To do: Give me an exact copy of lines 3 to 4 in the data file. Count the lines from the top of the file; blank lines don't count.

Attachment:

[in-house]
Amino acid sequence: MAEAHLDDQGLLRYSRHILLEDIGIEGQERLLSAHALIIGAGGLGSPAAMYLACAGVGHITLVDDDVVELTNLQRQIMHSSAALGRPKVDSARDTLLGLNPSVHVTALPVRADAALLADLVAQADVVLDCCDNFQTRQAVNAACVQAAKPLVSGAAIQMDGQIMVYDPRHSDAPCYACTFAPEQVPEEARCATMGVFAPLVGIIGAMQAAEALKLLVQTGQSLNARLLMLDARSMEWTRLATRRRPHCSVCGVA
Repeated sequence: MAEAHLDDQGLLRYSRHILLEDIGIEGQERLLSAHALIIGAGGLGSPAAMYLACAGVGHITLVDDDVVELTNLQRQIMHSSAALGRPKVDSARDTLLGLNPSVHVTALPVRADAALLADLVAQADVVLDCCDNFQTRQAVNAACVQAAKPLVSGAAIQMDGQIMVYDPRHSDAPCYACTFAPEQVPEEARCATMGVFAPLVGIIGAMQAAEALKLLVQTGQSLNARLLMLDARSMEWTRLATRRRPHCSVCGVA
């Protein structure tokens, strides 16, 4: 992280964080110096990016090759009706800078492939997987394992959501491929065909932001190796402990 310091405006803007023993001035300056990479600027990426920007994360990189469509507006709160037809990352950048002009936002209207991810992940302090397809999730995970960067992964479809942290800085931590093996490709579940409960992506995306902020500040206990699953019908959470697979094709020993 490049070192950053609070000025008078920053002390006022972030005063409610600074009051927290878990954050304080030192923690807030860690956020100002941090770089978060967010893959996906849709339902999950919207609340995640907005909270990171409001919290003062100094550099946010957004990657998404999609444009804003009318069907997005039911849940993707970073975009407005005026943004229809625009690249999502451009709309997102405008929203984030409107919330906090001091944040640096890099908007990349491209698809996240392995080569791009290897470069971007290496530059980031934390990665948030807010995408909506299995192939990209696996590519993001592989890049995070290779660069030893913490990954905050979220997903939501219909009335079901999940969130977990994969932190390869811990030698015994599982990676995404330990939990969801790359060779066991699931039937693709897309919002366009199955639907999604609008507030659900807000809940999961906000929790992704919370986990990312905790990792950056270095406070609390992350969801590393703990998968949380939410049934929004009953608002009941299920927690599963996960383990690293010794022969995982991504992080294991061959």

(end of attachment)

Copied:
Repeated sequence: MAEAHLDDQGLLRYSRHILLEDIGIEGQERLLSAHALIIGAGGLGSPAAMYLACAGVGHITLVDDDVVELTNLQRQIMHSSAALGRPKVDSARDTLLGLNPSVHVTALPVRADAALLADLVAQADVVLDCCDNFQTRQAVNAACVQAAKPLVSGAAIQMDGQIMVYDPRHSDAPCYACTFAPEQVPEEARCATMGVFAPLVGIIGAMQAAEALKLLVQTGQSLNARLLMLDARSMEWTRLATRRRPHCSVCGVA
């Protein structure tokens, strides 16, 4: 992280964080110096990016090759009706800078492939997987394992959501491929065909932001190796402990 310091405006803007023993001035300056990479600027990426920007994360990189469509507006709160037809990352950048002009936002209207991810992940302090397809999730995970960067992964479809942290800085931590093996490709579940409960992506995306902020500040206990699953019908959470697979094709020993 490049070192950053609070000025008078920053002390006022972030005063409610600074009051927290878990954050304080030192923690807030860690956020100002941090770089978060967010893959996906849709339902999950919207609340995640907005909270990171409001919290003062100094550099946010957004990657998404999609444009804003009318069907997005039911849940993707970073975009407005005026943004229809625009690249999502451009709309997102405008929203984030409107919330906090001091944040640096890099908007990349491209698809996240392995080569791009290897470069971007290496530059980031934390990665948030807010995408909506299995192939990209696996590519993001592989890049995070290779660069030893913490990954905050979220997903939501219909009335079901999940969130977990994969932190390869811990030698015994599982990676995404330990939990969801790359060779066991699931039937693709897309919002366009199955639907999604609008507030659900807000809940999961906000929790992704919370986990990312905790990792950056270095406070609390992350969801590393703990998968949380939410049934929004009953608002009941299920927690599963996960383990690293010794022969995982991504992080294991061959």